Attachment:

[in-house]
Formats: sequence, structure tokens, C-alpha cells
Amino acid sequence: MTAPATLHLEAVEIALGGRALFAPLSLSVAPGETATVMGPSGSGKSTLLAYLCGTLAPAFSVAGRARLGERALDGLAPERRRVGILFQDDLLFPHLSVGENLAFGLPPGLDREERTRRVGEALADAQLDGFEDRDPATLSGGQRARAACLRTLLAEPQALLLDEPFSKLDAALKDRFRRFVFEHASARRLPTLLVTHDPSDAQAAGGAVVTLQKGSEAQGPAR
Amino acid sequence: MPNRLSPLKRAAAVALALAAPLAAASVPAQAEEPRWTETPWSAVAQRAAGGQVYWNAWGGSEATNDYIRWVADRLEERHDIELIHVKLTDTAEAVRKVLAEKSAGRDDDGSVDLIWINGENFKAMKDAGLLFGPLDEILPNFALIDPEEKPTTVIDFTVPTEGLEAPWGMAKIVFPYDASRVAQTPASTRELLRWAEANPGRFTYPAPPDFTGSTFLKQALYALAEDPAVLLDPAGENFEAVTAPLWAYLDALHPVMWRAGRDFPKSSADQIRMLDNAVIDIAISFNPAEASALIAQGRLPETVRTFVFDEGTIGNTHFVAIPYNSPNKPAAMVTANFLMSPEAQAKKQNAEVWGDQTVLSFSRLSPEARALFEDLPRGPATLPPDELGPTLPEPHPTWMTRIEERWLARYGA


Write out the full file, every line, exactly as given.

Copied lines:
[in-house]
Formats: sequence, structure tokens, C-alpha cells
Amino acid sequence: MTAPATLHLEAVEIALGGRALFAPLSLSVAPGETATVMGPSGSGKSTLLAYLCGTLAPAFSVAGRARLGERALDGLAPERRRVGILFQDDLLFPHLSVGENLAFGLPPGLDREERTRRVGEALADAQLDGFEDRDPATLSGGQRARAACLRTLLAEPQALLLDEPFSKLDAALKDRFRRFVFEHASARRLPTLLVTHDPSDAQAAGGAVVTLQKGSEAQGPAR
Amino acid sequence: MPNRLSPLKRAAAVALALAAPLAAASVPAQAEEPRWTETPWSAVAQRAAGGQVYWNAWGGSEATNDYIRWVADRLEERHDIELIHVKLTDTAEAVRKVLAEKSAGRDDDGSVDLIWINGENFKAMKDAGLLFGPLDEILPNFALIDPEEKPTTVIDFTVPTEGLEAPWGMAKIVFPYDASRVAQTPASTRELLRWAEANPGRFTYPAPPDFTGSTFLKQALYALAEDPAVLLDPAGENFEAVTAPLWAYLDALHPVMWRAGRDFPKSSADQIRMLDNAVIDIAISFNPAEASALIAQGRLPETVRTFVFDEGTIGNTHFVAIPYNSPNKPAAMVTANFLMSPEAQAKKQNAEVWGDQTVLSFSRLSPEARALFEDLPRGPATLPPDELGPTLPEPHPTWMTRIEERWLARYGA